Construction worker killed in job site accident in Southampton Village


A construction worker died in Southampton Village on Monday afternoon when a foundation wall at a work site collapsed, pinning him underneath—and a Southampton Village official said the accident may have been the result of shoddy workmanship and attempts to cut corners on the project.

Facundo Gonzalez, 33, of Farmingville was trapped beneath the fallen concrete wall shortly before 3 p.m. while he was working at a construction site at the southeast corner of North Sea Road and Willow Street. Emergency personnel from Southampton Fire Department, Southampton Village Volunteer Ambulance and the Village Police attempted to resuscitate him after pulling him free.

Mr. Gonzalez was then taken by ambulance to Southampton Hospital to meet a Medevac helicopter that would have transported him to Stony Brook University Medical Center. But the helicopter was called off when he could not be revived and was pronounced dead on the way.

According to Village Police, emergency dispatchers received a 911 call at 2:58 p.m. from another construction worker, who reported that a concrete wall had collapsed, and Mr. Gonzalez was trapped beneath it.

Jon Foster, senior building inspector for Southampton Village, said that the victim had been digging under the wall before the collapse to install footings, structural supports that should have been in place before the concrete wall was poured and the forms were removed.

“They didn’t do the job right,” Mr. Foster said. The concrete wall also should have been reinforced with steel, but it was not reinforced at all, he added. “As they dug the hole, the concrete snapped.”

The wall, which was built on sand, was about 19 feet long and 8 feet high and weighed an estimated 7 tons, Mr. Foster said. “With 14,000 pounds coming down on him, he didn’t stand a chance, which is tragic.”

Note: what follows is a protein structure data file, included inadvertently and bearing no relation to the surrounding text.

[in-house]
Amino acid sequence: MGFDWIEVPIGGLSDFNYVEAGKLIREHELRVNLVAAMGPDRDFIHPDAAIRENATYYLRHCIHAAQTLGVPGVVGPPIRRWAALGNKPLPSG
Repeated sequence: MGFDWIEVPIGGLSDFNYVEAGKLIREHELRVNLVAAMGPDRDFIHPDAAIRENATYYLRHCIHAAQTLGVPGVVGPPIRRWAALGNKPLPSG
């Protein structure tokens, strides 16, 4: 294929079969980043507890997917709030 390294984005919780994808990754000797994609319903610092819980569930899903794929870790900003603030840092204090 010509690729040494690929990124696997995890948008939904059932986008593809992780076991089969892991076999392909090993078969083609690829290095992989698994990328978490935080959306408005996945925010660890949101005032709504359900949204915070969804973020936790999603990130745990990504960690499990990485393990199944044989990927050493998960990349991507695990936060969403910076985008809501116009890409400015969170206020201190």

Mr. Foster said the architectural plan for the foundation had also been altered. Where there should have been a window well for emergency escape access from the basement, a stairwell was being installed instead. “The stairway wasn’t put in yet, but the wall was,” he said.

Rescuers dug beneath the concrete wall, and after 10 minutes they were able to extricate Mr. Gonzalez, police said. At that time, they began CPR and defibrillated Mr. Gonzalez’s heart, Detective Sergeant Herman Lamison said Tuesday.

With an automated external defibrillator still attached to his chest and a brace securing his neck, firefighters and police officers—uniforms dirtied with mud—carried Mr. Gonzalez on a stretcher out of the excavated area to an ambulance.

Mr. Gonzalez was shortly thereafter pronounced dead upon arrival at Southampton Hospital.

Village Police Chief William Wilson said that, though the death was apparently an accident, it was reported to the Suffolk County Homicide Squad. The Village Police routinely notify county homicide detectives whenever there is a death by unnatural causes, he explained. Det. Sgt. Lamison said Wednesday morning that the body is at the Suffolk County Medical Examiner’s office, and that the official cause of death will be reported in the coming days.

A sign for Bérube & Son Construction, along with an August 12, 2008, building permit issued to Valerie Revere, who is the property owner, according to town records, were posted at the end of the driveway. Calls to Bérube & Son were not immediately returned.

Det. Sgt. Lamison said Mr. Gonzalez did not work for Bérube & Son, but rather for a concrete company, Saldana’s Concrete Corporation. He said Mr. Gonzalez was working for the concrete company for at least a couple weeks before the accident. Police believe Mr. Gonzalez was from Mexico, but his immigration status is unknown, the detective sergeant said.

Chief Wilson noted that the construction site is being investigated by the village Building Department and the Occupational Safety and Health Administration, the federal agency charged with enforcing safety and health legislation.

On Tuesday morning, the perimeter of the construction site had been sealed off with police tape, and a stop-work order was posted. Signed by Village Building Inspector Christopher Talbot, the stop work order indicated two violations at the site: “You have failed to comply with the provisions of the New York State building code,” and “A dangerous and unsafe condition exists.”

Behind the police tape, Village Police detectives and OSHA investigators inspected the site.

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